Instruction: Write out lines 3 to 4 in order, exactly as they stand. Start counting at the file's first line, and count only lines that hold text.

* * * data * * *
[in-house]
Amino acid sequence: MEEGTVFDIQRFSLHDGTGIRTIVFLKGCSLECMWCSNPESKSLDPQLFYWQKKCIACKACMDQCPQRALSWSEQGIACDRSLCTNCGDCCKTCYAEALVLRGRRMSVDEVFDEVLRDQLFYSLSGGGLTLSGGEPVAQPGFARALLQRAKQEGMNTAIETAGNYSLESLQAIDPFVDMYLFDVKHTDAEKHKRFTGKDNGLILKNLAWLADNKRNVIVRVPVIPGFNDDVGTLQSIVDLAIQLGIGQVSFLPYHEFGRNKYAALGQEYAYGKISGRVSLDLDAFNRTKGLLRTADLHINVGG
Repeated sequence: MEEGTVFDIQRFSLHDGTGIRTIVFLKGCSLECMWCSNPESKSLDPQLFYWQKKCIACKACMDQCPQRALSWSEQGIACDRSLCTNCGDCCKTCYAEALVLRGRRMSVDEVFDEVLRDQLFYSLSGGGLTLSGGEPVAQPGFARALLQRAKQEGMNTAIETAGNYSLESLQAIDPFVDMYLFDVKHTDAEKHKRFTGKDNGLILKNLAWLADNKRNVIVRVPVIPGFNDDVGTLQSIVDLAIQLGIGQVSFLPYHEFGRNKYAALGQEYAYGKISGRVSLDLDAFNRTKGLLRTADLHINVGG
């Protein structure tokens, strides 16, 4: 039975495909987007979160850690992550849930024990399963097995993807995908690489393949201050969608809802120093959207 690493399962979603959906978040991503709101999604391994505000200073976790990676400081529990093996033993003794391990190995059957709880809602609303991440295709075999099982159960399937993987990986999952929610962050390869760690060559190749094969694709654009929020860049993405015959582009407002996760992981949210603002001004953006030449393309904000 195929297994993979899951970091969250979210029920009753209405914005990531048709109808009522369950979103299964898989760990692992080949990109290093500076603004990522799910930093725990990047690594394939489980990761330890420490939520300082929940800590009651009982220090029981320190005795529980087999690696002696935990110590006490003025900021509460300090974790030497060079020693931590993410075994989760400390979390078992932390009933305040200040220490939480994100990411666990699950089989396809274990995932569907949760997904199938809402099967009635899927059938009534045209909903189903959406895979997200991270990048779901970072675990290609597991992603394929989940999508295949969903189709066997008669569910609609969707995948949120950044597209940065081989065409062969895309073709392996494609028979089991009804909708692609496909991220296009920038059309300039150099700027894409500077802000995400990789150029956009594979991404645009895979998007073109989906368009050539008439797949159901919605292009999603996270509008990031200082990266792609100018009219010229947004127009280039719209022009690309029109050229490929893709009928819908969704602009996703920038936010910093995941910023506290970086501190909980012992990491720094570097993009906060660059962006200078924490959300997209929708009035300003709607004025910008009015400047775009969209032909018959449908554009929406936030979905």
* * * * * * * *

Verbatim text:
Repeated sequence: MEEGTVFDIQRFSLHDGTGIRTIVFLKGCSLECMWCSNPESKSLDPQLFYWQKKCIACKACMDQCPQRALSWSEQGIACDRSLCTNCGDCCKTCYAEALVLRGRRMSVDEVFDEVLRDQLFYSLSGGGLTLSGGEPVAQPGFARALLQRAKQEGMNTAIETAGNYSLESLQAIDPFVDMYLFDVKHTDAEKHKRFTGKDNGLILKNLAWLADNKRNVIVRVPVIPGFNDDVGTLQSIVDLAIQLGIGQVSFLPYHEFGRNKYAALGQEYAYGKISGRVSLDLDAFNRTKGLLRTADLHINVGG
């Protein structure tokens, strides 16, 4: 039975495909987007979160850690992550849930024990399963097995993807995908690489393949201050969608809802120093959207 690493399962979603959906978040991503709101999604391994505000200073976790990676400081529990093996033993003794391990190995059957709880809602609303991440295709075999099982159960399937993987990986999952929610962050390869760690060559190749094969694709654009929020860049993405015959582009407002996760992981949210603002001004953006030449393309904000 195929297994993979899951970091969250979210029920009753209405914005990531048709109808009522369950979103299964898989760990692992080949990109290093500076603004990522799910930093725990990047690594394939489980990761330890420490939520300082929940800590009651009982220090029981320190005795529980087999690696002696935990110590006490003025900021509460300090974790030497060079020693931590993410075994989760400390979390078992932390009933305040200040220490939480994100990411666990699950089989396809274990995932569907949760997904199938809402099967009635899927059938009534045209909903189903959406895979997200991270990048779901970072675990290609597991992603394929989940999508295949969903189709066997008669569910609609969707995948949120950044597209940065081989065409062969895309073709392996494609028979089991009804909708692609496909991220296009920038059309300039150099700027894409500077802000995400990789150029956009594979991404645009895979998007073109989906368009050539008439797949159901919605292009999603996270509008990031200082990266792609100018009219010229947004127009280039719209022009690309029109050229490929893709009928819908969704602009996703920038936010910093995941910023506290970086501190909980012992990491720094570097993009906060660059962006200078924490959300997209929708009035300003709607004025910008009015400047775009969209032909018959449908554009929406936030979905």